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A Different Way to Heal?
Body on a Bench
Adjusting the Joints
Photo of  Kimberly Mah Getting an Adjustment
  Kimberly Mah visits her chiropractor to combat sinus congestion, minor headaches, and fatigue.

At Life Chiropractic College West in Hayward, California, students are taught how to locate and correct "subluxations" - supposed abnormalities of the spine. According to college president Gerard Clum, these "minor misalignments" can "have profound impact…on the health and well being of the patient." Kimberly Mah, a frequent chiropractic patient, tells FRONTIERS that that the regular "adjustments" she receives help her maintain her good health.

Invented by Daniel Palmer in 1895, chiropractic aims to correct blocked nerves - what Palmer claimed were the cause of all disease - by re-aligning the spine. But as former chiropractor John Badanes tells Alan, chiropractic has no basis in anatomy. Conducting a typical examination, Badanes explains how patients and chiropractors alike can misinterpret the popping sound that accompanies spinal adjustments. In fact it's dissolved gas being released in the joint fluid (the same thing that happens when you crack your knuckles) and not a sign that vertebrae are changing position - an anatomical impossibility.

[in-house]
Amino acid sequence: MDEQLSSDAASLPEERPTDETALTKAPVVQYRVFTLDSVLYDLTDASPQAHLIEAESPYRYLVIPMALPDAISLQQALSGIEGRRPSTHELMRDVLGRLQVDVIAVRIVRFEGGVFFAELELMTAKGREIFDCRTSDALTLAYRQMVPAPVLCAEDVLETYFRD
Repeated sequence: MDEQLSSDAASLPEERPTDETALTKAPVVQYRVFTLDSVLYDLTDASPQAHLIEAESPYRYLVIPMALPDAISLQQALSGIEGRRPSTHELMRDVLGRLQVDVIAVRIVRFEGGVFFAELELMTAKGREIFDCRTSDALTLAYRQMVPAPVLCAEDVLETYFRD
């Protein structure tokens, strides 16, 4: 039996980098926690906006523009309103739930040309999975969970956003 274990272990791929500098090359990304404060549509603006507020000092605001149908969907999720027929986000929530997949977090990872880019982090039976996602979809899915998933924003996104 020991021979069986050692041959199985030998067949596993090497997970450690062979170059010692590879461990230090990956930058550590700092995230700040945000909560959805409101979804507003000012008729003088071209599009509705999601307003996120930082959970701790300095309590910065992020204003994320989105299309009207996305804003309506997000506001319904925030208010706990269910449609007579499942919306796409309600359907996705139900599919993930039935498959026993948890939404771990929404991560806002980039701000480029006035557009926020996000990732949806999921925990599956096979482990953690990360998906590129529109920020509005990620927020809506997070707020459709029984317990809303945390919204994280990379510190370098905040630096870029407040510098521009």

Photo of an "Activator"  
This device, called an "activator," is used by chiropractors as one of many ways to adjust the spine.  

Like Badanes, physician Robert Baratz, executive director of the National Council Against Health Fraud, takes issue with chiropractic. Baratz is concerned about the risk of injury during neck manipulation, which can place severe strain on a vertebral artery, leading to blood clotting and stroke. Although chiropractors maintain this type of injury is very rare, a recent Canadian study estimated that 20 percent of all strokes caused by artery damage could be a result of neck manipulation. That figure translates into more than 1,300 strokes a year in the United States.

For more on this topic, see the web feature:
Keeping Spine in Line

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